Massacre in Oaxaca


The May 31st massacre of 27 indigenous campesinos in Oaxaca, Southern Mexico, reportedly carried out by nieghbouring villagers over a territorial land dispute, has done little to encourage the Mexican Government to initiate long awaited indigenous land reforms. President Fox’s refusal to tackle the issue leaves him a time bomb waiting to explode across a quarter of the country.


A land dispute might have been at the heart of the recent massacre. But, add the presence of Narco traffickers, mineral extractors, evangelising Christians and endemic poverty, and you begin to understand why survivor Santiago Hernandez describes the Oaxacan Sierra as a place where ‘ there is no law, only the law of the gun’.


His words might sound like a line from a movie but they echo the anarchistic reality of daily life for hundreds of indigenous communities across Mexico. Before coming to power, President Fox promised he would solve the conflict initiated by angry indigenous rebels in the state of Chiapas in fifteen minutes. Indigenous people would secure rights to land and be given full power in governing their communities. After two years in office the indigenous reform law sits stalled in Congress, while the silent wars of the southern Sierras look set to escalate nationwide.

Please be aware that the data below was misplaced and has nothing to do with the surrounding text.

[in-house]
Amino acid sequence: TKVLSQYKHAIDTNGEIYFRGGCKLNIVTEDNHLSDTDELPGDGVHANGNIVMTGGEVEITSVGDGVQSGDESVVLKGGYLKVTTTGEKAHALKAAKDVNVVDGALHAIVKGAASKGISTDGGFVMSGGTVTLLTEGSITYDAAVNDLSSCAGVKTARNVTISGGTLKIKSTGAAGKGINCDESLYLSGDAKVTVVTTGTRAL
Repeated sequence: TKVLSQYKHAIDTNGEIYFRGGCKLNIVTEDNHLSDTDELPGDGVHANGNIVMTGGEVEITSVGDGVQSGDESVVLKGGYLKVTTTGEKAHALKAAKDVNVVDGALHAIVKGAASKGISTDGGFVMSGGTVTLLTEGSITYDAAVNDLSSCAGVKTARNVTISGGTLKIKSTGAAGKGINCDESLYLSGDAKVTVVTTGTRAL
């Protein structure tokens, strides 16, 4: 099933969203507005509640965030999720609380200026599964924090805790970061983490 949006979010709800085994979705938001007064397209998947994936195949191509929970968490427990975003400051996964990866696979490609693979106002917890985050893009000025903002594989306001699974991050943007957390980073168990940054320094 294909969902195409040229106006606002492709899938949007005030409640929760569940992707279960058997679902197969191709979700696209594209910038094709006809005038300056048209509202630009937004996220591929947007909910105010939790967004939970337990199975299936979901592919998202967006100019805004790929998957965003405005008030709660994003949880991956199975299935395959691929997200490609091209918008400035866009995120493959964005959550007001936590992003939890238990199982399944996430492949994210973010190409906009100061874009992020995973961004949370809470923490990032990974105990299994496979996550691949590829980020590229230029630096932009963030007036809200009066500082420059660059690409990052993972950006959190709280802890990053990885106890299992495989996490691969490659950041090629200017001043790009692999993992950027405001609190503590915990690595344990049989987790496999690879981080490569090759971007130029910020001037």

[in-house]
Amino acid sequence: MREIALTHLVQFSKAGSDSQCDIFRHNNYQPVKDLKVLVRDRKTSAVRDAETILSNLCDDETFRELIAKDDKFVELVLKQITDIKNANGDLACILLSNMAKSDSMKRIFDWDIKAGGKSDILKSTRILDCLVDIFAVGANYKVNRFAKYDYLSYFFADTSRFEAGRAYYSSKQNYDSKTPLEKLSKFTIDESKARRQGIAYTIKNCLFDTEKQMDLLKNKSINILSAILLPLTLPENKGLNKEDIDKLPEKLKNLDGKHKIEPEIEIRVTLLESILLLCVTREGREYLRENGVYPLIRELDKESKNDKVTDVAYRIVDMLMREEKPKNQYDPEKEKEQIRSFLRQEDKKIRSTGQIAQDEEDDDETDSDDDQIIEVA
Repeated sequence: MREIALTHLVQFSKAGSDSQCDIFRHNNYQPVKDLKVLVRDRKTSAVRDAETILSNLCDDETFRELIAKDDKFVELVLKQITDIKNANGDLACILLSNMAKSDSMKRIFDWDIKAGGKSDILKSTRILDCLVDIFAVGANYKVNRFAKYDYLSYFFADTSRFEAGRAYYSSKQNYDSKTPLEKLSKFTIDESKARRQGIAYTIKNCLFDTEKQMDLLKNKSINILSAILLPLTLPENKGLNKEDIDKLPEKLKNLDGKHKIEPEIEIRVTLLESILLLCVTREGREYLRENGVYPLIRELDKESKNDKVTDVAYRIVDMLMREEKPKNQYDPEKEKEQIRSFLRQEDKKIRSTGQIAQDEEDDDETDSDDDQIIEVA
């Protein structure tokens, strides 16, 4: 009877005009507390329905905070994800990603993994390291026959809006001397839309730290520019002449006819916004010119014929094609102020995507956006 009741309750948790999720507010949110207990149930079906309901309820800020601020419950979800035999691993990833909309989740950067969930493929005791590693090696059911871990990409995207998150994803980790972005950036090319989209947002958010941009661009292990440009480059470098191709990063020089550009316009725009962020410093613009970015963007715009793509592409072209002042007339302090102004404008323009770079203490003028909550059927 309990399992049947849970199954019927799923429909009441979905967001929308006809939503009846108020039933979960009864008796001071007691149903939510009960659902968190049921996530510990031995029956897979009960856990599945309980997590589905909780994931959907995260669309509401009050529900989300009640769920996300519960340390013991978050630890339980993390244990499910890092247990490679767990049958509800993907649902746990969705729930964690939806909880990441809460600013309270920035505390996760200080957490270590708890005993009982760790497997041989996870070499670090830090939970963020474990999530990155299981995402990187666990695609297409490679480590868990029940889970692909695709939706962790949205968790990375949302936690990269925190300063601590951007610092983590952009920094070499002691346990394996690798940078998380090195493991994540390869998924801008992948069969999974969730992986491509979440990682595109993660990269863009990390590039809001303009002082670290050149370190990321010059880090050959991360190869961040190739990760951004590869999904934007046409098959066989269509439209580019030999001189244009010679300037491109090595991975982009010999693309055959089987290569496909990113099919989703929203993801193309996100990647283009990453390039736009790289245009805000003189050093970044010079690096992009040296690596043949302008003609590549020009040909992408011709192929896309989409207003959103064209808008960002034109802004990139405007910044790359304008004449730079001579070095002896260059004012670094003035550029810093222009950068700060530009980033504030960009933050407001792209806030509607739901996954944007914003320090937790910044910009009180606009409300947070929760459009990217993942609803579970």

Having completed a week’s work at the local sawmill, on 31st May, the thirty Zapotec Indian workers are in good spirits. They have money in the pockets of their grubby sports jackets and are heading home to their village of Xochiltepec, when their truck is ordered to stop at a makeshift road block. ‘Parate Cabron’ (Stop you bastard) shouts a masked man to the driver, who he orders out of the truck. Some twenty or so masked men then board the truck and shoot everyone, stripping the corpses of their earnings. Only the driver and his son, who run for their lives and Santiago Hernandez, who managed to hide under the dead bodies survive. The massacre has left Xochiltepec eighteen widows and eighty-nine orphans. The women, and their remaining children, many of whom are strapped to their mothers back with the customary reobozo or shawl, lit a mountain of candles for the dead, who lay in a makeshift shelter.


Villagers from nearby Teojomulco were immediately accused of the act, having been at odds with their Xochiltepec neighbors over territorial boundaries for almost a century.